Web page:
Phl gets second investment grade
(The Philippine Star) - May 3, 2013 - 12:00am

MANILA, Philippines - The Philippines has received its second credit rating upgrade in just over a month – this time from Standard & Poor’s Ratings Services (S&P).

In a statement, S&P said yesterday its credit rating for the country went up a notch to BBB- with a stable outlook.

Fitch Ratings raised its rating for the Philippines to the same level last March 27.

“This investment grade rating is another resounding vote of confidence on the Philippines and an affirmation of what the markets already recognize – that our economy’s underlying soundness is on par with countries rated investment grade or higher,” Finance Secretary Cesar Purisima said. “For now, we must redouble our efforts to remove the remaining constraints to our growth if we are to reach even greater heights.”

For Bangko Sentral ng Pilipinas Governor Amando Tetangco Jr., the S&P upgrade “undoubtedly cements the Philippines’ status as an economy with one of the brightest prospects globally.” 

Of the three major credit raters, only Moody’s Investors Service placed the country one notch below investment grade, at Ba1. But it stressed its “positive” outlook, and hinted at upward revision soon.

“We are very pleased that S&P, along with Fitch, has also now affirmed the Philippines’ strong economic and fiscal gains, progress that has been made thanks to the discipline and prudence in financial management instilled by President Aquino in his administration,” Purisima said. 

“Truly, good governance – tuwid na daan (straight path) – is bringing structurally sustainable growth for the Philippines,” he added.

“This momentous achievement is cause for celebration, but be assured that no one in public service rests on this laurel. Rather, we are spurred on ever harder to build a better Philippines, for today and tomorrow,” the Finance chief said.

“Once again, I salute S&P for recognizing the strength and possibility of our country and our economy. Their seal of approval is symbolic of the new standard that Filipinos can come to expect from their government,” he added.

The latest upgrade has put the Aquino administration on track in its goal of bringing the country to investment grade territory this year. With the development, more foreign investments are expected to come in and more credit avenues are expected to open up.

“The upgrade on the Philippines reflects a strengthening external profile, moderating inflation, and the government’s declining reliance on foreign currency debt,” S&P credit analyst Agost Benard said in a statement.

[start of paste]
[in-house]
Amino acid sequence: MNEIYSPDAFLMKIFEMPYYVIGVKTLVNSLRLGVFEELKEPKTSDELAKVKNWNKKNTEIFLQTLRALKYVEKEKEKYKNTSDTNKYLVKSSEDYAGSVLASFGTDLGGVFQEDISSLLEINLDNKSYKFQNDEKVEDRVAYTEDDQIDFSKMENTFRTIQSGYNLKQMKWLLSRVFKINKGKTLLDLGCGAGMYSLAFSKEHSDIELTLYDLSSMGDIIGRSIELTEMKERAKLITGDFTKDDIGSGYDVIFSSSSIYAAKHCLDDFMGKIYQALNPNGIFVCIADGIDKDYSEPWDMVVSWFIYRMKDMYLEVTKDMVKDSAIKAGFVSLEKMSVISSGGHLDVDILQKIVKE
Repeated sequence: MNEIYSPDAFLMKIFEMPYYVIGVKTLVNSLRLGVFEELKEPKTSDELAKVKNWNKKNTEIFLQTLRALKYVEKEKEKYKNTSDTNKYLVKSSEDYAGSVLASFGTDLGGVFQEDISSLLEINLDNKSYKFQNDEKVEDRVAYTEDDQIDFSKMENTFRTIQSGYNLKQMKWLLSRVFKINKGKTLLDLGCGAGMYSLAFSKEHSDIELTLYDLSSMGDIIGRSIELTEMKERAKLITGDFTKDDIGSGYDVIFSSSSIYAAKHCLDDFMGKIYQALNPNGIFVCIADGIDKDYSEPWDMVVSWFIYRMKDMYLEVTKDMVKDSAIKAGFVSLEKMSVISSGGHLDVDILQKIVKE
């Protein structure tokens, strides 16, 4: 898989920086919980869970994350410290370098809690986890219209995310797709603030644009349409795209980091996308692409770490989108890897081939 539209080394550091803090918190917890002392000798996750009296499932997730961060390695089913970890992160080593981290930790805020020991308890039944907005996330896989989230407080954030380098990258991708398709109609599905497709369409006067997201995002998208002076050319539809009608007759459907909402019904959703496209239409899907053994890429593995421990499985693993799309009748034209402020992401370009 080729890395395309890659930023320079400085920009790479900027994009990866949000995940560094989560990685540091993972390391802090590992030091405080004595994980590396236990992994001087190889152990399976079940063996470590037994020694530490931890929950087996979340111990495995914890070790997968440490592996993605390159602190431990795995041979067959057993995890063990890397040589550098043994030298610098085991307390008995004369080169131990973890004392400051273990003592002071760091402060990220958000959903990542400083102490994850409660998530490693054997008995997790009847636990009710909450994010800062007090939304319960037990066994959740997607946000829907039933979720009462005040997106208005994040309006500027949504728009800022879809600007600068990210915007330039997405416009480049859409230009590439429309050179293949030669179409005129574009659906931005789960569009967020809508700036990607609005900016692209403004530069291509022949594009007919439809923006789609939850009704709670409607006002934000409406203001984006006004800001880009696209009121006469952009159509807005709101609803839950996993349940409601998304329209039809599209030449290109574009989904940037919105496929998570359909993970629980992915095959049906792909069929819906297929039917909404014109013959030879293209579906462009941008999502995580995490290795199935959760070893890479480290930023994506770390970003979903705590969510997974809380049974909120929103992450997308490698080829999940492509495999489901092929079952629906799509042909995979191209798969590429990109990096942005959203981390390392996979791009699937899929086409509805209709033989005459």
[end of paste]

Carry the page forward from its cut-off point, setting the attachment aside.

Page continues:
The New York-based agency also raised its ratings for the BSP, the National Power Corp. and the Private Sector Assets and Liabilities Management.

The peso strengthened to a near three-week high after the S&P announcement at 3:44 p.m. and closed at P41.05 to a dollar yesterday.

In raising the country’s creditworthiness, S&P noted the Philippines’ “substantial” foreign reserves, comprising mostly dollar investments and remittances. Reserves stood at $84.1 billion as of the first quarter, data showed.

The government’s balance sheet has also remained in check, S&P said, helping reduce the need to borrow – consequently lowering debt levels. As of March, the budget deficit stood at P66.478 billion, or below forecast.

“The Philippines’ improved inflation environment is also a rating support. Despite some shortcomings in monetary policy transmission, inflation is low and fairly stable, helped partly by currency appreciation,” Benard said.

Consumer prices were at 3.2 percent as of March, or still within the central bank’s three- to five-percent target for the year.

A low per capita income – a measure of how much growth has been distributed to the population – remains a key rating constraint, S&P said.

Based on its estimates, the country’s per capita income can rise to $2,850 by year-end.

S&P also said its rating for the country is likely to further improve if proposed measures designed to generate more revenues and allow more foreign investments are enacted into law.

“We may also lower our ratings if problems at one of the large conglomerates impair investor confidence, or if political developments cause the government to veer from its commitment to improving governance,” it added, without elaborating. With Zinnia dela Peña

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